When I first began writing this story, there was a very real, very challenging, very revealing sequence of events that preceded it. These events were partly familial, partly personal, inspired by both struggle and joy. And I suppose that seems sort of commonplace- that is, to experience, to be inspired, and to then relinquish that (control) upon the page.
This is how it goes for us writers. We reach the highs and lows, and all of the gnashing in between. From here, there are only a few choices. One (and this is certainly the case for me), we repress, and years later that built up, mishandled emotion concretizes itself into any number of behavioral disorders, passionless misgivings, fits of alcoholism, and, tops on the list, the carefully crafted yet utterly pointless alter ego “the melancholy man.”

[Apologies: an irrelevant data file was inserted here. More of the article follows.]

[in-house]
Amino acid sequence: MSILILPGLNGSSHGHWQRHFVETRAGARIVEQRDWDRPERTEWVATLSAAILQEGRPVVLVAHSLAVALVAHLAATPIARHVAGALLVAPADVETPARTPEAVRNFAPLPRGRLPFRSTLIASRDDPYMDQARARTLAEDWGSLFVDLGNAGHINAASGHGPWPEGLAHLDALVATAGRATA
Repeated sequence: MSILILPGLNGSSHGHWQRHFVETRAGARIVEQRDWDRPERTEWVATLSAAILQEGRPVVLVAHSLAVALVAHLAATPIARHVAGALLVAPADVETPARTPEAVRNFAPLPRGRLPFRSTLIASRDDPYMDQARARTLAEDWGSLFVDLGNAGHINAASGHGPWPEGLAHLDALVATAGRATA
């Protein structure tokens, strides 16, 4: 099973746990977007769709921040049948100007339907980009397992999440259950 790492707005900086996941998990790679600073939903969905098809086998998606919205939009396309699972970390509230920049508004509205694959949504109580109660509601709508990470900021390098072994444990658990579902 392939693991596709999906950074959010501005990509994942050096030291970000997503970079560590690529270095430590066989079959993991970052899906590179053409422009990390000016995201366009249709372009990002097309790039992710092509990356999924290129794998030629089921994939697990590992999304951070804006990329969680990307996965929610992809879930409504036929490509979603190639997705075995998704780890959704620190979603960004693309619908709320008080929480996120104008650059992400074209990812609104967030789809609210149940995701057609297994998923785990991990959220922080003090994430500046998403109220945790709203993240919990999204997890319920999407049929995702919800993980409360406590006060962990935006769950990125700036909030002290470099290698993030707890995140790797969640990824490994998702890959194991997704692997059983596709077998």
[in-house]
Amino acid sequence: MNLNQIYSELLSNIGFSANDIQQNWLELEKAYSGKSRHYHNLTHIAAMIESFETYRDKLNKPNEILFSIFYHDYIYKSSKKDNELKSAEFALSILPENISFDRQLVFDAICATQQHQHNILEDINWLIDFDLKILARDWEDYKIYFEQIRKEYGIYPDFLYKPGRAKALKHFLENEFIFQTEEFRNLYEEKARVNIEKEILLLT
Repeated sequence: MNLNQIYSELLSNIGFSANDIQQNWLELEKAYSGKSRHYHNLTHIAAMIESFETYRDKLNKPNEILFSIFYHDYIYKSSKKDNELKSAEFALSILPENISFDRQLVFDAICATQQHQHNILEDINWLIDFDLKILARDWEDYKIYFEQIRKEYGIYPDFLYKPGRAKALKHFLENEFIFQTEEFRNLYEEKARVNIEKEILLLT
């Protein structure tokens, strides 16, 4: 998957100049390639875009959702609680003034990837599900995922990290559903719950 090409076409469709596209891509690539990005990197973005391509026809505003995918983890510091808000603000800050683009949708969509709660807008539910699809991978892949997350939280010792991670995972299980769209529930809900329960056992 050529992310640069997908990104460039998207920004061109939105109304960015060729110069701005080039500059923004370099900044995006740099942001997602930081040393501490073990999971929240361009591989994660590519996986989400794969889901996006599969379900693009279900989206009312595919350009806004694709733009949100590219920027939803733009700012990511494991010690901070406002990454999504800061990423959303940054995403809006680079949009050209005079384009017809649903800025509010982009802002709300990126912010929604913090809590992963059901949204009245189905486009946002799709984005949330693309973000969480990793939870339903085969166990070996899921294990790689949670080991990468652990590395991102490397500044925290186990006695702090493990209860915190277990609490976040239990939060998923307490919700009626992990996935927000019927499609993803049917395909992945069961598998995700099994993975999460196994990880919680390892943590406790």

The second, more rational choice is to sit down at the computer and tap out a story.
This is how Alasdair James Galloway came into the picture. And here’s a bit about him:
- His name comes from two of my favorite Scottish writers, Alasdair Gray, and Janice Galloway.
- He tends to brood.
- He enjoys magic.
- He’s a drinker.
- He’s mostly agnostic.
- He’s slightly obsessive-compulsive.
- He has one living parent. But they very well are dead too.
- His brothers, Coren and Toby, are too distant to care.
- He’s a college drop-out.
- He likes road trips.
- He dabbles in anthropomorphism.
Like I say, he’s very much like me. I hope you get to know him. He won’t disappoint.